Much like any book where there is a trial, this novel was a journey. I felt like I really followed Grant and Jefferson throughout the book. It really was an emotional roller coaster. In fact, in my opinion the experience of reading this book was probably better than the book itself. I liked the dialect, the writing style, and the Southern, hazy atmosphere Gaines’ set up, but I felt like there was something that was missing.
I have to admit that over all I did not like the book. I will not spoil too much of the book, but I will say that this was one of the first novels whose narrator I did not like in the slightest. I found Grant hypocritical, selfish, and a huge jerk throughout the entire story. Perhaps a large turn off for me was the way he taught his students (very militantly, but standard in the 40’s), but just when I hoped for a redeeming quality to save him from my scorn, he would then do, say, or think something else that made me even more skeptical of his character. If that was Gaines’ intent, then he did a wonderful job.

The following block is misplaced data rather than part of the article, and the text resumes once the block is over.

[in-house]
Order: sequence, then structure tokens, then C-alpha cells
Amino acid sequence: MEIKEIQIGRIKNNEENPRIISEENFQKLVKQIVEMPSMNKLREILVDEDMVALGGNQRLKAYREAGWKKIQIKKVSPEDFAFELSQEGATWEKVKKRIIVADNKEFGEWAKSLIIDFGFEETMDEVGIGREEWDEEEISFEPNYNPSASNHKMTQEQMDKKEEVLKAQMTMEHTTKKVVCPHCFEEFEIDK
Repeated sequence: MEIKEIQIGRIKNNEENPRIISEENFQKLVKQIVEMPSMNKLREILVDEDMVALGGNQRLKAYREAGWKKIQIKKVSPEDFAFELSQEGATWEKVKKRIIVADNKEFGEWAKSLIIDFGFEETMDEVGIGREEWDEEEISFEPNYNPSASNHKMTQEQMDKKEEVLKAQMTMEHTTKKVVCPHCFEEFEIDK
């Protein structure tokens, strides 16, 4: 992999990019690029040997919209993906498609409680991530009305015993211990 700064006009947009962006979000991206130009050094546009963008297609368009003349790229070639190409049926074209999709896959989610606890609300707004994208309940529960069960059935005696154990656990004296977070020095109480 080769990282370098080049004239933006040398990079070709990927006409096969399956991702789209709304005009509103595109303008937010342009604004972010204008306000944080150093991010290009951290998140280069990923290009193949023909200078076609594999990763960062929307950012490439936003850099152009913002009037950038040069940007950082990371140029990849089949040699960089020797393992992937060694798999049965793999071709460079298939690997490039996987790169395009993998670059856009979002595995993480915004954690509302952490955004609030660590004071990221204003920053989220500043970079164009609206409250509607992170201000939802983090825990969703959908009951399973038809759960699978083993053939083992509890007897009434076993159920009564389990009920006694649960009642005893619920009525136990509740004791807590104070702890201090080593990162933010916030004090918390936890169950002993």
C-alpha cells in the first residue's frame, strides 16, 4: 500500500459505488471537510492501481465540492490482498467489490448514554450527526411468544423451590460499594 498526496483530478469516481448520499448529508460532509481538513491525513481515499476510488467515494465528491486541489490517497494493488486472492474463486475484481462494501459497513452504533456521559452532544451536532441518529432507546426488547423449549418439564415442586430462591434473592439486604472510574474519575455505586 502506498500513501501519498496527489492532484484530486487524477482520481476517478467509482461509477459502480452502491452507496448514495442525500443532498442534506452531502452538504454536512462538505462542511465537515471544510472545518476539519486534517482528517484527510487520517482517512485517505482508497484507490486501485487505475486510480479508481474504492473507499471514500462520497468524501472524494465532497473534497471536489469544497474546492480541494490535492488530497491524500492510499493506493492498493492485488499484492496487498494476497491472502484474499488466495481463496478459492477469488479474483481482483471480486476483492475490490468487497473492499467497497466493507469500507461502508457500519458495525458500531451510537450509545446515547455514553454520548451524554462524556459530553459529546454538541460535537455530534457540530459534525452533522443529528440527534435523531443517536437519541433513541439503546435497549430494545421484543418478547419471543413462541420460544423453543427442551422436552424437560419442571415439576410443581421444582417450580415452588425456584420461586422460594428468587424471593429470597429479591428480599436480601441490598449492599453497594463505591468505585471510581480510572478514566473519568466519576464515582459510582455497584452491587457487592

I thought I might fall in love with his aunt or Miss Emma. I could imagine two sweet old best friends trying to persevere through a hard time. I knew they would have the morals and wisdom Grant did not have. However, since it was told through the eyes of Grant throughout most of the novel, the reader only received looks of anger and disappointment towards the narrator from the two old ladies…and from almost every other character as well. Oh Grant…what a mess up.
My biggest complaint was the fact that I thought I would see more character progression as I read. As I went through the book I kept waiting and waiting, until finally towards the end I found a little evidence of character growth from the second protagonist, Jefferson. As for the main protagonist, by the end of the book I was still left questioning if Grant had really gained anything but a smidge of an emotional response that didn’t revolve around himself. Yay.